• Two or more first-degree relatives who have had pancreatic cancer
  • A first-degree relative who developed pancreatic cancer before the age of 50
  • An inherited genetic syndrome associated with pancreatic cancer
If you have any of these, the Pancreatic Cancer Action Network strongly recommends consulting with a genetic counselor to determine your risk and eligibility for a screening program. A person may also be more likely to get pancreatic cancer because of:
  • Long-standing diabetes
  • Chronic and hereditary pancreatitis
  • Smoking
  • Race (ethnicity): African-American or Ashkenazi Jew
  • Age: over the age of 60
  • Gender: males slightly more likely
  • Diets high in red and processed meats
  • Obesity
This does not mean that everyone who has these risk factors will get pancreatic cancer or that everyone who gets pancreatic cancer has one or more of these.

Risk factors of pancreatic cancer

Factors that may increase your risk of pancreatic cancer include:
  • Smoking
  • Diabetes
  • Chronic inflammation of the pancreas (pancreatitis)
  • Family history of genetic syndromes that can increase cancer risk, including a BRCA2 gene mutation, Lynch syndrome and familial atypical mole-malignant melanoma (FAMMM) syndrome
  • Family history of pancreatic cancer
  • Obesity
  • Older age, as most people are diagnosed after age 65
A large study demonstrated that the combination of smoking, long-standing diabetes and a poor diet increases the risk of pancreatic cancer beyond the risk of any one of these factors alone.

Symptoms of pancreatic cancer

Signs and symptoms of pancreatic cancer often don’t occur until the disease is advanced. They may include:
  • Abdominal pain that radiates to your back
  • Loss of appetite or unintended weight loss
  • Yellowing of your skin and the whites of your eyes (jaundice)
  • Light-colored stools
  • Dark-colored urine
  • Itchy skin
  • New diagnosis of diabetes or existing diabetes that’s becoming more difficult to control
  • Blood clots
  • Fatigue

Complications of pancreatic cancer

As pancreatic cancer progresses, it can cause complications such as:
  • Weight loss. A number of factors may cause weight loss in people with pancreatic cancer. Weight loss might happen as the cancer consumes the body’s energy. Nausea and vomiting caused by cancer treatments or a tumor pressing on your stomach may make it difficult to eat. Or your body may have difficulty processing nutrients from food because your pancreas isn’t making enough digestive juices.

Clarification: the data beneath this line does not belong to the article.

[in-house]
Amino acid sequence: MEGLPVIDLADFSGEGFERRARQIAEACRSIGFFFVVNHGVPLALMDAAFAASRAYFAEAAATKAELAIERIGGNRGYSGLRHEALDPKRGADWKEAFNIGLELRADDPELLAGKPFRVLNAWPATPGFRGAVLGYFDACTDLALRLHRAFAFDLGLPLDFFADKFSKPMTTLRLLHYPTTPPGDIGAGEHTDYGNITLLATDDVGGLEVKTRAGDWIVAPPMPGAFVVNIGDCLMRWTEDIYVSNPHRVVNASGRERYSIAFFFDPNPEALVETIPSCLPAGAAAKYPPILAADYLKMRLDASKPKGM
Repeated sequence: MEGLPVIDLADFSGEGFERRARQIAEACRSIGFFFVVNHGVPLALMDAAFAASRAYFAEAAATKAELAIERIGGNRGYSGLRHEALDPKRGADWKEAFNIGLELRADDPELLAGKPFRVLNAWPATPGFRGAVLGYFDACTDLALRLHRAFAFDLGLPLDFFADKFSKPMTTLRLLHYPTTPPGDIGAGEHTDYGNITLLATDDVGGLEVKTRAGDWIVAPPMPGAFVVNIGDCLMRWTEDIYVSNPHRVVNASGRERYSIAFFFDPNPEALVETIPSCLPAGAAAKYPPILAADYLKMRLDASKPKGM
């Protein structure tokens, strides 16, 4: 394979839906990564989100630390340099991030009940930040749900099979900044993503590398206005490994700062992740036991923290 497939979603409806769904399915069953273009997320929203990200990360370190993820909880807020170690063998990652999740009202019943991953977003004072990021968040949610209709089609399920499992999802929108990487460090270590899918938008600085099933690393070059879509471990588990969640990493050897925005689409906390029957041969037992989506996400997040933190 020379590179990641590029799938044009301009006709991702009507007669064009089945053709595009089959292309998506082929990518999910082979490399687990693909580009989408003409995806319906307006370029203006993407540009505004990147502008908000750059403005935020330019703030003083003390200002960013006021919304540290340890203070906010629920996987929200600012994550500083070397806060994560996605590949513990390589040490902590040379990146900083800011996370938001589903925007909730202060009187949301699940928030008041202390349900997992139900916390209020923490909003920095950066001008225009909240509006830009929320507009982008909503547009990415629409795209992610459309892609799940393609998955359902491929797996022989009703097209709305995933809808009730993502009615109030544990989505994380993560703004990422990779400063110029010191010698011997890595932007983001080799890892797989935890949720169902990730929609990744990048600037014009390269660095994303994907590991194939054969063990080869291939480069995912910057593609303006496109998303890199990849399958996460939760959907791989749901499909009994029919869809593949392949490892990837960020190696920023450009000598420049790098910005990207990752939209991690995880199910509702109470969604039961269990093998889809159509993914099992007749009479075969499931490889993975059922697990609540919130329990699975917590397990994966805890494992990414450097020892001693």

• Jaundice. Pancreatic cancer that blocks the liver’s bile duct can cause jaundice. Signs include yellow skin and eyes, dark-colored urine, and pale-colored stools. Jaundice usually occurs without abdominal pain.Your doctor may recommend that a plastic or metal tube (stent) be placed inside the bile duct to hold it open. This is done with the help of a procedure called endoscopic retrograde cholangiopancreatography (ERCP). During ERCP an endoscope is passed down your throat, through your stomach and into the upper part of your small intestine. A dye is then injected into the pancreatic and bile ducts through a small hollow tube (catheter) that’s passed through the endoscope. Finally, images are taken of the ducts.
  • Pain. A growing tumor may press on nerves in your abdomen, causing pain that can become severe. Pain medications can help you feel more comfortable. Treatments, such as radiation and chemotherapy, might help slow tumor growth and provide some pain relief.In severe cases, your doctor might recommend a procedure to inject alcohol into the nerves that control pain in your abdomen (celiac plexus block). This procedure stops the nerves from sending pain signals to your brain.
  • Bowel obstruction. Pancreatic cancer that grows into or presses on the first part of the small intestine (duodenum) can block the flow of digested food from your stomach into your intestines.Your doctor may recommend that a tube (stent) be placed in your small intestine to hold it open. In some situations, it might help to have surgery to place a temporary feeding tube or to attach your stomach to a lower point in your intestines that isn’t blocked by cancer.

Diagnosis of pancreatic cancer

After taking down your health history and performing a physical exam, the doctor may order several tests to determine the cause of your problem or extent of the condition, including:
  • CT scan (computed tomography)
  • MRI (magnetic resonance imaging)
  • Endoscopic ultrasound (EUS)
  • Laparoscopy (surgical procedure to look at organs)
  • Endoscopic retrograde cholangiopancreatography (ERCP)
  • Percutaneous transhepatic cholangiography (PTC; procedure used to X-ray liver and bile ducts)
  • Biopsy (removal of tissue to view it under a microscope).

Pancreatic cancer stages

When pancreatic cancer is discovered, doctors will likely perform additional tests to understand if or where the cancer has spread. Imaging tests, such as a PET scan, help doctors identify the presence of cancerous growths. Blood tests may also be used. With these tests, doctors are attempting to establish the cancer’s stage. Staging helps explain how advanced the cancer is. It also helps doctors determine treatment options. Once a diagnosis has been made, your doctor will assign a stage based on the test results:
  • stage 1: tumors exist in the pancreas only
  • stage 2: tumors have spread to nearby abdominal tissues or lymph nodes
  • stage 3: the cancer has spread to major blood vessels and lymph nodes
  • stage 4: tumors have spread to other organs, such as the liver